Attorney Danielle Parkman knows her teenage son Max's behavior has been getting worse—using drugs and lashing out. But she can't accept the diagnosis she receives at a top-notch adolescent psychiatric facility that her son is deeply disturbed. Dangerous.

Until she finds Max, unconscious and bloodied, beside a patient who has been brutally stabbed to death.
Trapped in a world of doubt and fear, barred from contacting Max, Danielle clings to the belief that her son is innocent. But has she, too, lost touch with reality? Is her son really a killer?

With the justice system bearing down on them, Danielle steels herself to discover the truth, no matter what it is. She'll do whatever it takes to find the killer and to save her son from being destroyed by a system that's all too eager to convict him.

About the Author:
Author, former international lawyer and mother, Antoinette van Heugten knows first hand the challenges and struggles of parenting a child with Asperger's syndrome.  Her new thriller, Saving Max (Mira Books/Harlequin, October 2010, $13.95), follows mother and lawyer, Danielle Parkman as she admits her autistic son, Max to a psychiatric hospital for increasingly violent behavior.  When Max is accused of murdering another patient, Danielle races to solve the case and uses her legal prowess to prove her son's innocence.  Danielle stands by the son she has always struggled to protect -- even when no one else believes in him.

A member of variou autism support organizations, van Heugten has experience helping parents whose children have been diagnosed with the developmental disorder. Although fictional, Saving Max parallels parts of van Heugten's own relationship with her autistic sons, and the daily struggles of defending and advocating for them at a time when autism was not widely understood.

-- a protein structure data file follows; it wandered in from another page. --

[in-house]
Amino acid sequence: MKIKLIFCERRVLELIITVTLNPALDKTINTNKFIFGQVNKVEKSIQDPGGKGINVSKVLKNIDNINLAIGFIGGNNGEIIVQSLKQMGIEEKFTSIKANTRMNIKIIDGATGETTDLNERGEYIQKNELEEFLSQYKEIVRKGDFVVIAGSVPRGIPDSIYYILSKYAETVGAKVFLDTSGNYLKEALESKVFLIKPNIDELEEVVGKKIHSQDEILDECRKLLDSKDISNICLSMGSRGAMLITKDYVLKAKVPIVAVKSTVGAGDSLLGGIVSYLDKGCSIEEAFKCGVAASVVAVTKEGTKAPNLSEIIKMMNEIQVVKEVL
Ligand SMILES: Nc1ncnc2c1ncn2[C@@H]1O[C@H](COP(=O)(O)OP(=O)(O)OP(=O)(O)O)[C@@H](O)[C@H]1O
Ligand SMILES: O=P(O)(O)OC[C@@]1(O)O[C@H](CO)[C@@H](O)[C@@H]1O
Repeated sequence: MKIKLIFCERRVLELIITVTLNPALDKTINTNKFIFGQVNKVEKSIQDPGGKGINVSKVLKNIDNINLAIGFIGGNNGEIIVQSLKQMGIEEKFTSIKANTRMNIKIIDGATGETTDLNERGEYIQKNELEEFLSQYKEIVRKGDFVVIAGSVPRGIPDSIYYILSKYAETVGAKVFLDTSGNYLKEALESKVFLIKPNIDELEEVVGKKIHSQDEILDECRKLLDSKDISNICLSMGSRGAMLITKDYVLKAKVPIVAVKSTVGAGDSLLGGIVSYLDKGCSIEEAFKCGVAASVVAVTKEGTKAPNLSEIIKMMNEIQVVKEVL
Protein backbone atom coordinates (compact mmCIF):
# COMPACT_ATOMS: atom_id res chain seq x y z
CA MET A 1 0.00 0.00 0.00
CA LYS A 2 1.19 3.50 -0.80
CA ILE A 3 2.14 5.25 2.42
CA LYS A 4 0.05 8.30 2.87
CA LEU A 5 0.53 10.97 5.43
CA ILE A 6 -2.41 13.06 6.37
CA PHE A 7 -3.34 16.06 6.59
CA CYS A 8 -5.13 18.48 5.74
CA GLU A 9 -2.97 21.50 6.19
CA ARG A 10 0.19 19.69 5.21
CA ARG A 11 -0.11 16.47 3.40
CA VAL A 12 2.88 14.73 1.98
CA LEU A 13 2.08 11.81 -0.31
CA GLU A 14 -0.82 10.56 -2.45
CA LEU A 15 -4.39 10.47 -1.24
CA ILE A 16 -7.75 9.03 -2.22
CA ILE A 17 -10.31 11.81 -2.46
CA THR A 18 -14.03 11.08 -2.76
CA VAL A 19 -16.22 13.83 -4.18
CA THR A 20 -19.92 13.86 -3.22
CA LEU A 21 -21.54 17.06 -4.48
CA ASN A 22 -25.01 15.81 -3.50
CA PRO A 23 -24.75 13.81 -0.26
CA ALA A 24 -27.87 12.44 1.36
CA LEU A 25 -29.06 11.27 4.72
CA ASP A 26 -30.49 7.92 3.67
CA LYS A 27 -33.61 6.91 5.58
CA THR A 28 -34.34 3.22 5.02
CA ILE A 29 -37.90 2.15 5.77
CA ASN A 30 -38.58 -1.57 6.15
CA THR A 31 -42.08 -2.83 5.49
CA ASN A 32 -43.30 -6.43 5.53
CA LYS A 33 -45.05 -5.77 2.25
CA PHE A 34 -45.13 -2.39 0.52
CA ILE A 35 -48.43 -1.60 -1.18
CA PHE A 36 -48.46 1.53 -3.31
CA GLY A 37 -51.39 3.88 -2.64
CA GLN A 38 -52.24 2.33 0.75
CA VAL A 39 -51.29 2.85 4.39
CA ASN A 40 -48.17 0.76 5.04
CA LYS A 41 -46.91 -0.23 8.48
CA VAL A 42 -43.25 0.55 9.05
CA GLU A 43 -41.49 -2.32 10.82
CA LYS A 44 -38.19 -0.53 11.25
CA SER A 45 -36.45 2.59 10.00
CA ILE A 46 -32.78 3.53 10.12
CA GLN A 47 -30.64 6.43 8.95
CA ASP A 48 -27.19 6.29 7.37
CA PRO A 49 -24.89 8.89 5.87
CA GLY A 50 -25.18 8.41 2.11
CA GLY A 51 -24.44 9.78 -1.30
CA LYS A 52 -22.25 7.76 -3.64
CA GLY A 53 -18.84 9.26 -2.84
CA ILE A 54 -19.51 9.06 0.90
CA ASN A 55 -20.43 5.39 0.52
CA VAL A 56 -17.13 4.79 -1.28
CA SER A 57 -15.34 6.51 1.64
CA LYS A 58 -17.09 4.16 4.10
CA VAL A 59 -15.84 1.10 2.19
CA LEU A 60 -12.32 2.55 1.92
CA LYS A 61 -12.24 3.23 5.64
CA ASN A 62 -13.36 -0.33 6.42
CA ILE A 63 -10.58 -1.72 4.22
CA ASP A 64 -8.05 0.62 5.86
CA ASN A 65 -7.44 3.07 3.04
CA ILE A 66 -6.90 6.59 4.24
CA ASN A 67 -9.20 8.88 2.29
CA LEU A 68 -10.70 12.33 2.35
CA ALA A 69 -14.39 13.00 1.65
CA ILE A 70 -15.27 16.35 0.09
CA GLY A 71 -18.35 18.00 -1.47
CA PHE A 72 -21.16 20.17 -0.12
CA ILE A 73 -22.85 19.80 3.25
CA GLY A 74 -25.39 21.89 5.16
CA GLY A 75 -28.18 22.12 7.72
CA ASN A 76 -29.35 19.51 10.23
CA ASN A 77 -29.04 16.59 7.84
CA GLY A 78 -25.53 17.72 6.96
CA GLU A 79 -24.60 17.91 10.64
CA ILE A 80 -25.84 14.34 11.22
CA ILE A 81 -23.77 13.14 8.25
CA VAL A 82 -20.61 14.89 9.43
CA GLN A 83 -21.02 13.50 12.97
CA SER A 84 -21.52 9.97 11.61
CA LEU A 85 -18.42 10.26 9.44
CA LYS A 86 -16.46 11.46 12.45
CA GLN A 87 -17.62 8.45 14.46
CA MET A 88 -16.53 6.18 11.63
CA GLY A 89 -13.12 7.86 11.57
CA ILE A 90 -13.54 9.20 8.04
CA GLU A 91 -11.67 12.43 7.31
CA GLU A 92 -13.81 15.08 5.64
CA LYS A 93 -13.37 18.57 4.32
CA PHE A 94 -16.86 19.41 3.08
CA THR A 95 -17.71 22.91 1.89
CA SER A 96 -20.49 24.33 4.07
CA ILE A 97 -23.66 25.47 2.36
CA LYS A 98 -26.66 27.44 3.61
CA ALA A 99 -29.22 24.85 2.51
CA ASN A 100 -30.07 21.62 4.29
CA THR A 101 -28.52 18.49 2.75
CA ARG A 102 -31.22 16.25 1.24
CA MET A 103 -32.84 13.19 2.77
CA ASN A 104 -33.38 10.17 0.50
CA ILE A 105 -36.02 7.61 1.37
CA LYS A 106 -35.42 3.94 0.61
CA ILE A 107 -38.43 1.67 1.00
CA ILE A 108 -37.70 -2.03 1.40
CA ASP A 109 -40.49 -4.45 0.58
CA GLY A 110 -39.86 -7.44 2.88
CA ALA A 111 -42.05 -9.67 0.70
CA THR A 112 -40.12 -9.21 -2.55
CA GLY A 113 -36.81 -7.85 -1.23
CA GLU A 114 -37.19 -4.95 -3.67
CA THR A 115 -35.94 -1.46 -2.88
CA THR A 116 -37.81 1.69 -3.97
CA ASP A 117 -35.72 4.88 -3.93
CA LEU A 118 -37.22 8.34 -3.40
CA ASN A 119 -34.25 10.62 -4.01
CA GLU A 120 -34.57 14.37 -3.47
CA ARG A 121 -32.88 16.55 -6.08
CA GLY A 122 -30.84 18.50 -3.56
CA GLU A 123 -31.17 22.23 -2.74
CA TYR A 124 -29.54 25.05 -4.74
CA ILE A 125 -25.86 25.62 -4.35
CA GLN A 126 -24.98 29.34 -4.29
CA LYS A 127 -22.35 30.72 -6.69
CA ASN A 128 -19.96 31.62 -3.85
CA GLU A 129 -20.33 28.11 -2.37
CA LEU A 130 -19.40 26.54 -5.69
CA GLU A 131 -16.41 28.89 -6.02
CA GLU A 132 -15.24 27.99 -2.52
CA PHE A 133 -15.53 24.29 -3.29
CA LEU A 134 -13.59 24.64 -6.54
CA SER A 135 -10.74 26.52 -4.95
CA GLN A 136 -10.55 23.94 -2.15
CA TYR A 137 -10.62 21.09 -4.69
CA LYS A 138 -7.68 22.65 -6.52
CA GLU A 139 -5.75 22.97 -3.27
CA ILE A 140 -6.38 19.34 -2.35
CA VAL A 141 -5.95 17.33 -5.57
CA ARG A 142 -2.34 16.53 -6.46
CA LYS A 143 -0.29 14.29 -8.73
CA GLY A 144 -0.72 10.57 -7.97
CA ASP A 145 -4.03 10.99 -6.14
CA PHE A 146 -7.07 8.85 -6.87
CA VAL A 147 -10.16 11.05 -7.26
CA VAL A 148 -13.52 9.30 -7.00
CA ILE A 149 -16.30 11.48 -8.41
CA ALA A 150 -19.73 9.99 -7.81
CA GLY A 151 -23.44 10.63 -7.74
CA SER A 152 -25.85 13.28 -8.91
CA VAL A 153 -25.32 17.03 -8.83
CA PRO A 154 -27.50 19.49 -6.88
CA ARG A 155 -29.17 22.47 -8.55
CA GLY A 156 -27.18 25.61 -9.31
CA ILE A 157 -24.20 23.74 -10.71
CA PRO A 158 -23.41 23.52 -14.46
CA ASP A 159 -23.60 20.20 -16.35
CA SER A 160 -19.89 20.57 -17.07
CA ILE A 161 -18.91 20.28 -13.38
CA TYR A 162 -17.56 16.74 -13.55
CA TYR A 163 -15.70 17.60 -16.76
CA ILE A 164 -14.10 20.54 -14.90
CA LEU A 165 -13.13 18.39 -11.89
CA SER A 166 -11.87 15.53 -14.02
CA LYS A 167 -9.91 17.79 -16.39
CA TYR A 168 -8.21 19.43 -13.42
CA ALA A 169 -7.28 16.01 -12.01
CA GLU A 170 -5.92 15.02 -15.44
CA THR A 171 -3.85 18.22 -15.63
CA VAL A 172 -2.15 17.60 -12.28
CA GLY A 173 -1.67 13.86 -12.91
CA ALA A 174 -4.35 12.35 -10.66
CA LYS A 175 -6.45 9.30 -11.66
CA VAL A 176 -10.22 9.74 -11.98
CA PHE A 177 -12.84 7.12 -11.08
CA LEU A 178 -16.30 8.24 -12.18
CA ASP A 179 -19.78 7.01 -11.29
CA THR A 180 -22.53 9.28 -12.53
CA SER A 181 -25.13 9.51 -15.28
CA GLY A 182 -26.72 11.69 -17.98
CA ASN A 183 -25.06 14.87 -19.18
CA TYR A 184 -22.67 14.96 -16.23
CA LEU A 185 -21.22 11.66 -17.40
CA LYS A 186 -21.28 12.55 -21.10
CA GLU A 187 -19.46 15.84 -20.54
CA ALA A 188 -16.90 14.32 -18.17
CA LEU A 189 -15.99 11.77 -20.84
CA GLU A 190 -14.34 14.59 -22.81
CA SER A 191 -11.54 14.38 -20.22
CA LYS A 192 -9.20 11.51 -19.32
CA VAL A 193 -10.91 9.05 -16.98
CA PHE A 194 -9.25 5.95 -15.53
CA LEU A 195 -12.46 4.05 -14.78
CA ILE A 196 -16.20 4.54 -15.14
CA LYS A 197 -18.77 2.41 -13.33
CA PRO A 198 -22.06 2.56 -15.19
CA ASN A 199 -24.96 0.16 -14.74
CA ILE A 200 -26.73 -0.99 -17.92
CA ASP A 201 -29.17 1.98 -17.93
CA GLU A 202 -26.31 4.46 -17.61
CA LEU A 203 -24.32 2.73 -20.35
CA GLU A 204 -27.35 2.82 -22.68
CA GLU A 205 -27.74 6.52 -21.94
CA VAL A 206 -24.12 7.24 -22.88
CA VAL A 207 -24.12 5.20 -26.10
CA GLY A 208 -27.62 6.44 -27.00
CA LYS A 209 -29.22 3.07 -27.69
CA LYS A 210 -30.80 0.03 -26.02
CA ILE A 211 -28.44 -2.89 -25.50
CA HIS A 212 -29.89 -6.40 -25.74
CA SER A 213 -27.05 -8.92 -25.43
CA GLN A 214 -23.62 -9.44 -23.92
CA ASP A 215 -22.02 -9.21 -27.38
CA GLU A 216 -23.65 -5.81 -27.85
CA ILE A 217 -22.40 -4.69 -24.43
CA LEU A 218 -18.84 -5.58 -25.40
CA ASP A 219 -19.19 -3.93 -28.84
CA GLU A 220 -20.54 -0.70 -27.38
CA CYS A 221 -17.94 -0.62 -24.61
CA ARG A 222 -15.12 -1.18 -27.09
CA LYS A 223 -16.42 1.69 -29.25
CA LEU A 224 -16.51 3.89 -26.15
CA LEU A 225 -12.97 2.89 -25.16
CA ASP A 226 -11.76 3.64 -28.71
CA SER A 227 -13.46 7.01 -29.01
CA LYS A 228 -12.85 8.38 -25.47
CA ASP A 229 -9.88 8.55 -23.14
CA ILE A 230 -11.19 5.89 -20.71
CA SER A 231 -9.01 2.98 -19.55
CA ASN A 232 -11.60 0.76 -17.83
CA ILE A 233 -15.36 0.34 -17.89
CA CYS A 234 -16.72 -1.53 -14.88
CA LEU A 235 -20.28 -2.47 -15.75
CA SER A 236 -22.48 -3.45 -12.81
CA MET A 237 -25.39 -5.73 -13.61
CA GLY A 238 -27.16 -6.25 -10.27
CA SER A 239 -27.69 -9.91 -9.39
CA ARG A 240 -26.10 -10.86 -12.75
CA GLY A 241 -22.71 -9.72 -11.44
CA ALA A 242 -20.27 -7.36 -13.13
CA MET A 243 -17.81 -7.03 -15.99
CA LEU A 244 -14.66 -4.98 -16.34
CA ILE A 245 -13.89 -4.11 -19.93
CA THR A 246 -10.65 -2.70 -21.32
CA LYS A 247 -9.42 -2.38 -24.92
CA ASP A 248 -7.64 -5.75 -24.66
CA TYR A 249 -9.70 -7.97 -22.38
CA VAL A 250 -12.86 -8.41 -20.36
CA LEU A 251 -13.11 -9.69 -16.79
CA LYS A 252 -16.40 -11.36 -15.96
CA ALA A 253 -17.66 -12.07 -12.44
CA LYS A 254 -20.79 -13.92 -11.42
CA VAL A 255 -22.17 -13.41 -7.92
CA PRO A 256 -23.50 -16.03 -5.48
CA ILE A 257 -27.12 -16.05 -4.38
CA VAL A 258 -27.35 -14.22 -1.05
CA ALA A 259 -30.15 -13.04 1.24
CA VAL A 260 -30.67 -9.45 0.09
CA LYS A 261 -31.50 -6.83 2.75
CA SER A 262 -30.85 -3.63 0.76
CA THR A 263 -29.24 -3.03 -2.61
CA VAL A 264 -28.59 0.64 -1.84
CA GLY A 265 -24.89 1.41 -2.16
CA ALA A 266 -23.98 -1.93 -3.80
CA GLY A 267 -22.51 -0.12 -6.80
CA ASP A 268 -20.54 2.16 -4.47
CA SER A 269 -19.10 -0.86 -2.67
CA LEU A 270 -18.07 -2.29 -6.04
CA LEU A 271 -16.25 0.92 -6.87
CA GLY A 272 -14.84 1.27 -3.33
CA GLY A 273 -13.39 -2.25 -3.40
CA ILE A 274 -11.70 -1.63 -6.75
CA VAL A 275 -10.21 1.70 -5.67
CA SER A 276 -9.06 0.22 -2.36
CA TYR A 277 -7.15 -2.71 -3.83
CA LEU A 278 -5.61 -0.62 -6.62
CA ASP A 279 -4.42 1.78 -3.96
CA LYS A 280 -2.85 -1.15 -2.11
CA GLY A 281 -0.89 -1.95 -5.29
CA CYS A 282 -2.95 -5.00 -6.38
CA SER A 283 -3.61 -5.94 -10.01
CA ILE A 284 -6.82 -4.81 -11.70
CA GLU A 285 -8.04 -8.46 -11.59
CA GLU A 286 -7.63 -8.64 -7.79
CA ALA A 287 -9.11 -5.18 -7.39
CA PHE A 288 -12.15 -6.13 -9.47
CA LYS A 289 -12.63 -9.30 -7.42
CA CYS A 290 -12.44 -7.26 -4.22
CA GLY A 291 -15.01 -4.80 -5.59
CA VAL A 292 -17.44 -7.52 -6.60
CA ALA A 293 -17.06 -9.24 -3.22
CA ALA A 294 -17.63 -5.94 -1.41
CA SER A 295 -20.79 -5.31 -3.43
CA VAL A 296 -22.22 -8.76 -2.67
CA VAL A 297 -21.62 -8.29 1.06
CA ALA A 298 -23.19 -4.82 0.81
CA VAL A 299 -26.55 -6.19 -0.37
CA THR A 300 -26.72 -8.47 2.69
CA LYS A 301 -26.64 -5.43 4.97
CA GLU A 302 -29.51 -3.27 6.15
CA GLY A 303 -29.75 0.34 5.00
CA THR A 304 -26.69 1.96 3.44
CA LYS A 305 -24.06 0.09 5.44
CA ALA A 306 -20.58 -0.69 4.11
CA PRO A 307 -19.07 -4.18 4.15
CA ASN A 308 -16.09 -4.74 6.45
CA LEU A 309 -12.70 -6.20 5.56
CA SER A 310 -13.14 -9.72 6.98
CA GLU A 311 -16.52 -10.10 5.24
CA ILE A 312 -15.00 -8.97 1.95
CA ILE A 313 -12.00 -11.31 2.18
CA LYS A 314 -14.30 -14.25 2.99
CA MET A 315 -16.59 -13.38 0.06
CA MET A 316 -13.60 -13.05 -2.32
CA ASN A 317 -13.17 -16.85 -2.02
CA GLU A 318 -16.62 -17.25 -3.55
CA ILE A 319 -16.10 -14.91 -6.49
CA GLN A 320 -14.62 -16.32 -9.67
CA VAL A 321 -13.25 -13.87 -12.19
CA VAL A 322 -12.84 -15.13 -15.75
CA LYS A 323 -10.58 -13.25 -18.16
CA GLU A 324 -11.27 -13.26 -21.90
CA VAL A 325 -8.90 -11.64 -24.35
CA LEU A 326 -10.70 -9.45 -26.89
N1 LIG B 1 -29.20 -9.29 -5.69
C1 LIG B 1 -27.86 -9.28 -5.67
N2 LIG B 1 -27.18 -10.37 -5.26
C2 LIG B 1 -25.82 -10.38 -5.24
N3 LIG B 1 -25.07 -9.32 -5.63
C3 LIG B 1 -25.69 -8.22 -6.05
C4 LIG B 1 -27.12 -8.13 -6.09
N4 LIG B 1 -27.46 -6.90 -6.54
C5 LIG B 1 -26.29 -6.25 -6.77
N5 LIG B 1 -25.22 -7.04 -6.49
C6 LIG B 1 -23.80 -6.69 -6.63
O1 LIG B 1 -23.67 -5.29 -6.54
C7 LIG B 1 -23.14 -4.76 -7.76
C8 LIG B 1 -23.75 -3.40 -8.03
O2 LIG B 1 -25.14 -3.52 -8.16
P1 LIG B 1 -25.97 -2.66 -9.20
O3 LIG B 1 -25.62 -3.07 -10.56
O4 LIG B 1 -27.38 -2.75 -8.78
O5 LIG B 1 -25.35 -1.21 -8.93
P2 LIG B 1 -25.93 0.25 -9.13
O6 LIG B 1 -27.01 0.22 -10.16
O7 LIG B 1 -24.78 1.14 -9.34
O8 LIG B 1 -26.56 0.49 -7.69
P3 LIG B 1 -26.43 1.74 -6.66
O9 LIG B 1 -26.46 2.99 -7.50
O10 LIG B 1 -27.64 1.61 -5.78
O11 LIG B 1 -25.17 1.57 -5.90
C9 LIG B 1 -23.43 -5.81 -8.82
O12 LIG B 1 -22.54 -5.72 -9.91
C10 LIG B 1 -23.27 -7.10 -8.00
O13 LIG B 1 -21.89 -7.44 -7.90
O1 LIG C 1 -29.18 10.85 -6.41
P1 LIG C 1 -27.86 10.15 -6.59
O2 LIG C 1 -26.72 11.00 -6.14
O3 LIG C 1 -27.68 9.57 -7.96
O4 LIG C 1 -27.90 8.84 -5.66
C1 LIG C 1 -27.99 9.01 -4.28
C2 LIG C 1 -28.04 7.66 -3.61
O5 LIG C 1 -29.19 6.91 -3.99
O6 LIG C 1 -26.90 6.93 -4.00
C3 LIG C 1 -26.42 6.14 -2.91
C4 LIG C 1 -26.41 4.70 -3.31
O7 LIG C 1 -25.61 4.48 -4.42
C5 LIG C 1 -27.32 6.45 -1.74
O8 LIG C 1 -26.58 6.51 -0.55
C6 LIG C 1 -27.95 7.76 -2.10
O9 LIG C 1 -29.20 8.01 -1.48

Her Website

FTC Information: I received this book from Phenix and Phenix Literary Publicists for review.  I have Amazon links on my review pages but I do not make any money from these because of NC laws.  I put them solely for people to check out the books on a retail site.


justpeachy36 said...

I just finished this one and I'll have to say... It was a great book, filled with a lot of suspense and mystery, but also a very real portrait of how some people, even with high functioning autism are viewed... Aspberger's I think is very difficult because it is focused on social anxieties, which is hard for people who don't even have the disease...

Great book!

Great review!

jewelknits said...

As a single mother of a son with an autistic disorder (PDD/NOS initially, but looks as though it is Aspberger's instead), even the first review I read of this book resonated with me. I have to make certain it is on my GoodReads to-buy list for my Christmas book box!

Julie @ Knitting and Sundries

Portugal said...

Saving Max will hook readers, especially the parents of a child on the Autism Spectrum. The story line is fast-paced from the moment the mother and her son arrive in Iowa and never slows down with several incredible realistic twists until the final courtroom denouement. Readers will understand how far Danielle will go to protect Max, but Antoinette Van Heugten's medical-legal thriller is his story as he struggles with his relationships with others.